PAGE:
FIG. 11 shows the result of final capping of the entire structure by wafer bonding, and exposing and isolating bond pads by etching. The wafer bonding process is preferably a metallic bonding process, since via such a bonding process the intent is not only to ensure seal-tightness of the sensor cavity (cap cavity) around the diaphragm area, but also to ensure the electrical chip-to-chip contacts between first and second functional layers 20, 30. Examples of suitable metallic bonding processes are Al—Ge, Au—Si, Cu—Sn, Al—Al, Cu—Cu, and Au—Au. Stops for avoiding sticking are also provided. A cap cavity is formed within the cap wafer.

FIG. 12 shows a schematic sequence of a method for manufacturing a micromechanical structure.

A substrate 10 with a cavity 11 formed therein is provided in a step 200. A first functional layer 20 is formed on substrate 10 in a step 210.

A second functional layer 30 with movable micromechanical structures 31 is formed on first functional layer 20 in a step 220, movable micromechanical structures 31 being formed in an area of second functional layer 30 above cavity 11.

A vertical trench structure 40 around movable micromechanical structures 31, into the substrate down to cavity 11, is formed in a step 230.

In the case that micromechanical sensor 100 includes multiple sensor functional units, a separate vertical trench structure 40 is preferably formed for each sensor functional unit, so that entire sensor arrays are advantageously stress-decoupled.

Although the present invention has been described above with reference to specific application examples, those skilled in the art may also implement specific embodiments that are not disclosed or only partly disclosed above, without departing from the core of the present invention.

Claims

1.-10. (canceled)

11. A micromechanical sensor, comprising:

a substrate;
a first functional layer situated on the substrate;
a second functional layer situated on the first functional layer and including movable micromechanical structures;
a cavity in the substrate that is situated below the movable mechanical structures; and
a vertical trench structure that surrounds the movable micromechanical structures of the second functional layer and extends into the substrate down to the cavity.

12. The micromechanical sensor as recited in claim 11, further comprising:

a diaphragm that is at least one of vertically anchored and laterally anchored on the substrate, wherein the diaphragm is formed in the first functional layer and delimited by the trench structure.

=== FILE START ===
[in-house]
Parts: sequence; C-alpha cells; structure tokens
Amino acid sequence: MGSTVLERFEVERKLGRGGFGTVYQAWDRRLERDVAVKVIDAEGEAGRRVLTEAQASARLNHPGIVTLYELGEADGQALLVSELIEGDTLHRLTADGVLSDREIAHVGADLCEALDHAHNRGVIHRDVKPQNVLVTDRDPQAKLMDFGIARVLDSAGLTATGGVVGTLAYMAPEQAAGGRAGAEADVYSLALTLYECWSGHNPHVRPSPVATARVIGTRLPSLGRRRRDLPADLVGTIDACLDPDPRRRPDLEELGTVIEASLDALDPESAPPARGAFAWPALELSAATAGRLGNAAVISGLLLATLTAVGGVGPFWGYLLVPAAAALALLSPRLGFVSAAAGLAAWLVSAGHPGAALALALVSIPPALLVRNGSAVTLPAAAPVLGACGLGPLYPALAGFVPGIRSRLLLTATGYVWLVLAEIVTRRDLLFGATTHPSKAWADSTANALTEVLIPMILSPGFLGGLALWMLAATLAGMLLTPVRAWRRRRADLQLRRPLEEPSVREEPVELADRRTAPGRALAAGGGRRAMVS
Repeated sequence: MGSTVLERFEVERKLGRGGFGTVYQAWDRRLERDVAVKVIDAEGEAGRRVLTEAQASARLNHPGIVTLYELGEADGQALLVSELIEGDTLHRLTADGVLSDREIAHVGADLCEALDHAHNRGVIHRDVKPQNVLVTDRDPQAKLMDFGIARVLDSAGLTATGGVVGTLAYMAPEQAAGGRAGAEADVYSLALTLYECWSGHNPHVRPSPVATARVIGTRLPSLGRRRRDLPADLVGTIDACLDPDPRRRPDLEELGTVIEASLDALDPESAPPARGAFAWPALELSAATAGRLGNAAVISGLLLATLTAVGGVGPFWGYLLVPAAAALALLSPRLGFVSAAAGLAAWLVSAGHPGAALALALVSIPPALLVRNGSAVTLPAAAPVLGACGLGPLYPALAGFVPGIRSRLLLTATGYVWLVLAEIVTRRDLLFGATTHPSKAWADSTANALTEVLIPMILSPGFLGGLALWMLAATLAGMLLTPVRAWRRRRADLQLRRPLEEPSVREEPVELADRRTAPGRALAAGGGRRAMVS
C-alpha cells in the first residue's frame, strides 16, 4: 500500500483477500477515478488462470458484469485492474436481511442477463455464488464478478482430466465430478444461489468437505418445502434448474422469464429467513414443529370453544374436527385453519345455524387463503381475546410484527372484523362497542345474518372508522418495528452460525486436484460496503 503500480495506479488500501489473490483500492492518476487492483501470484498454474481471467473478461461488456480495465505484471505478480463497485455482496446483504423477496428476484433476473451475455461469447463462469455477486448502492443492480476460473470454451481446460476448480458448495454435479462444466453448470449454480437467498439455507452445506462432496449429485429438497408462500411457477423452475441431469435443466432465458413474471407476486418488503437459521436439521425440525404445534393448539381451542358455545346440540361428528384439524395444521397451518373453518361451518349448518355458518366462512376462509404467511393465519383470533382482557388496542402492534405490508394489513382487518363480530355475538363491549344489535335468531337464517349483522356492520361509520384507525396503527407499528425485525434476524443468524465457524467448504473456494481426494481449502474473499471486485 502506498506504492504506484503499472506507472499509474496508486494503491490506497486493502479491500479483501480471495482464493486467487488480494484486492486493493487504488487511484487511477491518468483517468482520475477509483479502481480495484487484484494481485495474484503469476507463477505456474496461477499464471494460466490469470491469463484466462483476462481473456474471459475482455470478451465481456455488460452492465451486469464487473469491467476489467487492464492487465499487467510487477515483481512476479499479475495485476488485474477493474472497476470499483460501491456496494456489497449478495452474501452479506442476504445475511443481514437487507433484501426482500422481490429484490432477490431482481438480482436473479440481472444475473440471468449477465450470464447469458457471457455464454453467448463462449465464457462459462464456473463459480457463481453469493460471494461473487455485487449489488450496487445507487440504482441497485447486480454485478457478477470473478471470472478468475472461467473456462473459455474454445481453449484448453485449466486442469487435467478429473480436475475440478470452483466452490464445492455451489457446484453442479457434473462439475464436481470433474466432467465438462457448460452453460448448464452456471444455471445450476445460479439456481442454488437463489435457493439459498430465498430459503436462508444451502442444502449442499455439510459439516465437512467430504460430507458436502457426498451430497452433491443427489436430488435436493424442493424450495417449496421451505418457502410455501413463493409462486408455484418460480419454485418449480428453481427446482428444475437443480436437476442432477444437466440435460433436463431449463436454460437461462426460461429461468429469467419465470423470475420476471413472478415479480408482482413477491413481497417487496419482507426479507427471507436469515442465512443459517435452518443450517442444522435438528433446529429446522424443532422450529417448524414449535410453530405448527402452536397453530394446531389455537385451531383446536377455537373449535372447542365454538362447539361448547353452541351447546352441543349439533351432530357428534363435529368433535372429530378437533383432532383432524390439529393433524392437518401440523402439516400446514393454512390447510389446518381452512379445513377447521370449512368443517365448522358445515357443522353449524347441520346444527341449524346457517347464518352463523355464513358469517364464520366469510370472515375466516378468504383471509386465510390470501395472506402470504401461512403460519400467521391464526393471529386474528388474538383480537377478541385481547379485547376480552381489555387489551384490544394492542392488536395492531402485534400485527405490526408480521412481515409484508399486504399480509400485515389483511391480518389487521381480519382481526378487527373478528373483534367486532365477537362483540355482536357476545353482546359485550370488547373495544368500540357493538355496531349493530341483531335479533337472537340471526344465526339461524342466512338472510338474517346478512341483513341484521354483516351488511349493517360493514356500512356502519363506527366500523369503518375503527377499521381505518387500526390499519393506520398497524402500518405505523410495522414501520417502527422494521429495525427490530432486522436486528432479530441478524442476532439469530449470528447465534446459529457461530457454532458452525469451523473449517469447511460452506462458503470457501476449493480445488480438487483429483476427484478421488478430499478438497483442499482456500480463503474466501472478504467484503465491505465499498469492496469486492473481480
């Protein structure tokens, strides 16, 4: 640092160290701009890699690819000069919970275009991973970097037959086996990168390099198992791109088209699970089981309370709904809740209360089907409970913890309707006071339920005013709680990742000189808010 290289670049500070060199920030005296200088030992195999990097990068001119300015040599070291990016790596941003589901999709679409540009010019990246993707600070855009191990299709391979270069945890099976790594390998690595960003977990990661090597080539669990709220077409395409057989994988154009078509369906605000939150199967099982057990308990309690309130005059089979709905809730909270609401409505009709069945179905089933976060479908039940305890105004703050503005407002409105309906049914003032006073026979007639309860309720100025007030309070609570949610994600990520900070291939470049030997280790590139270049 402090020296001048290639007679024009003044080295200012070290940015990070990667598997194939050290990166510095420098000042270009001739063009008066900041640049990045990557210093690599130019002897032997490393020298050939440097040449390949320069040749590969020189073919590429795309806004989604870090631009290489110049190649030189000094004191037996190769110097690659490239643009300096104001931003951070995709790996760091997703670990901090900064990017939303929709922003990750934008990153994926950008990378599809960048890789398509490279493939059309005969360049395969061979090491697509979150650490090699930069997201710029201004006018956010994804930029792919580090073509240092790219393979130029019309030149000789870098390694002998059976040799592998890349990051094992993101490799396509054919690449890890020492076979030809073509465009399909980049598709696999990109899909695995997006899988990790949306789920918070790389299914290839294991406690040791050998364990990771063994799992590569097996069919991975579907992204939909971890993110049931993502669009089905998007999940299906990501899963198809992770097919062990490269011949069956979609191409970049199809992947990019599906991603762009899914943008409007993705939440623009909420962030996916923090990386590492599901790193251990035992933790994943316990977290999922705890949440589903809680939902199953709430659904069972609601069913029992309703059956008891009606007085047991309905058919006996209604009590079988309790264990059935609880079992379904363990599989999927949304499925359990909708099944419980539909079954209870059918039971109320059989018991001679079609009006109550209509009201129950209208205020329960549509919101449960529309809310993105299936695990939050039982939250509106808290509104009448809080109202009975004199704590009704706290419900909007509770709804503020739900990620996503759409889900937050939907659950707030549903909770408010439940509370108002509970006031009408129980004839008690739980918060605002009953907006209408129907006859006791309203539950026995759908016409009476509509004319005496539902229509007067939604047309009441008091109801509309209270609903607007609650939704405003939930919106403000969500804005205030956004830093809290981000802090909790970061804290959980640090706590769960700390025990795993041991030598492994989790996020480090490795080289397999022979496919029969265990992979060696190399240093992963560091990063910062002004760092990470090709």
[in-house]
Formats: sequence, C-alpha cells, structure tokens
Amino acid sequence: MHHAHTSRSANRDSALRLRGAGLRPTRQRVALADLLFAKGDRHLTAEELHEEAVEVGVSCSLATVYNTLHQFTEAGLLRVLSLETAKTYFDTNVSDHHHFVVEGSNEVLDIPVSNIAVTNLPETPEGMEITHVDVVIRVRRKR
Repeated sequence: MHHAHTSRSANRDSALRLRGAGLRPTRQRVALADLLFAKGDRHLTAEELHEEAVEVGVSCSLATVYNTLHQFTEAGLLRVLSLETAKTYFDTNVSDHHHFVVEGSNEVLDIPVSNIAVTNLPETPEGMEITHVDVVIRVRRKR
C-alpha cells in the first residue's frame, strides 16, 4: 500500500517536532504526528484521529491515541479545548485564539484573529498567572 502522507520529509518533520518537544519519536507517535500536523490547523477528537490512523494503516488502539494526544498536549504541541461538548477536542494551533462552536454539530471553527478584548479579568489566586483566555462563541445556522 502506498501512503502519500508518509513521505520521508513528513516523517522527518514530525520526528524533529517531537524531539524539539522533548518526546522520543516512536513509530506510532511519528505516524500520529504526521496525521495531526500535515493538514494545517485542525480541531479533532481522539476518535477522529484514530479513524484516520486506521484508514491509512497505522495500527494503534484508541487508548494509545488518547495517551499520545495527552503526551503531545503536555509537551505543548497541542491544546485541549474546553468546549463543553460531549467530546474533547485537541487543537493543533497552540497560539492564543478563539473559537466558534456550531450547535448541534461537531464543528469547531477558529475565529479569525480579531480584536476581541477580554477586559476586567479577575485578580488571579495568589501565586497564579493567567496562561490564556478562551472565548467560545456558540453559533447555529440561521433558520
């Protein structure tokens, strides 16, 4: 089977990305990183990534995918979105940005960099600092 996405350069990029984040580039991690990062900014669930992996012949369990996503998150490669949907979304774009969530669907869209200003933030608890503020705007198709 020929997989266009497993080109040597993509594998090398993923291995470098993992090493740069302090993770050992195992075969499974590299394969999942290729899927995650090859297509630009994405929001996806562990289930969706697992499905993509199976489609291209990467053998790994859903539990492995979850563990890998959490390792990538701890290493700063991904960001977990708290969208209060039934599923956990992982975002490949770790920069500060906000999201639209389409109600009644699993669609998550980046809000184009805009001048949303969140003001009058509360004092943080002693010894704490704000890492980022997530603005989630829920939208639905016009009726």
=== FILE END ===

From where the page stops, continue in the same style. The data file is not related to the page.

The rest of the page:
13. The micromechanical sensor as recited in claim 11, further comprising:

situating fixing elements of the movable micromechanical structures on the first functional layer, wherein the fixing elements of the first functional layer on the substrate are situated essentially one above the other.

14. The micromechanical sensor as recited in claim 11, wherein the cavity is provided by one of an APSM cavity, an SON cavity, and a cSOI substrate.

15. The micromechanical sensor as recited in claim 11, further comprising:

a bridging element for bridging the vertical trench structure.

16. The micromechanical sensor as recited in claim 15, wherein the bridging element includes a spring-like form.

17. The micromechanical sensor as recited in claim 11, wherein the micromechanical sensor is designed as one of an acceleration sensor, a rotation rate sensor, and a pressure sensor.

18. A method for manufacturing a micromechanical sensor, comprising:

providing a substrate with a cavity formed therein;
forming a first functional layer on the substrate;
forming a second functional layer that includes movable micromechanical structures formed in an area of the second functional layer above the cavity; and
forming a vertical trench structure around the movable micromechanical structures, into the substrate down to the cavity.

19. The method as recited in claim 18, wherein the micromechanical sensor is designed as one of a micromechanical rotation rate sensor, a micromechanical acceleration sensor, and a micromechanical pressure sensor.

20. The method as recited in claim 18, further comprising:

multiple functional units,
the vertical trench structure is formed for one of the multiple functional units, and
a plurality of additional vertical trench structures, each vertical trench structure being formed for a respective one of a remainder of the multiple functional units.
Patent History
Publication number: 20200048072
Type: Application
Filed: Sep 25, 2017
Publication Date: Feb 13, 2020
Inventors: Christoph Schelling (Stuttgart), Jochen Beintner (Reutlingen)
Application Number: 16/340,770
Classifications
International Classification: B81B 3/00 (20060101); B81C 1/00 (20060101);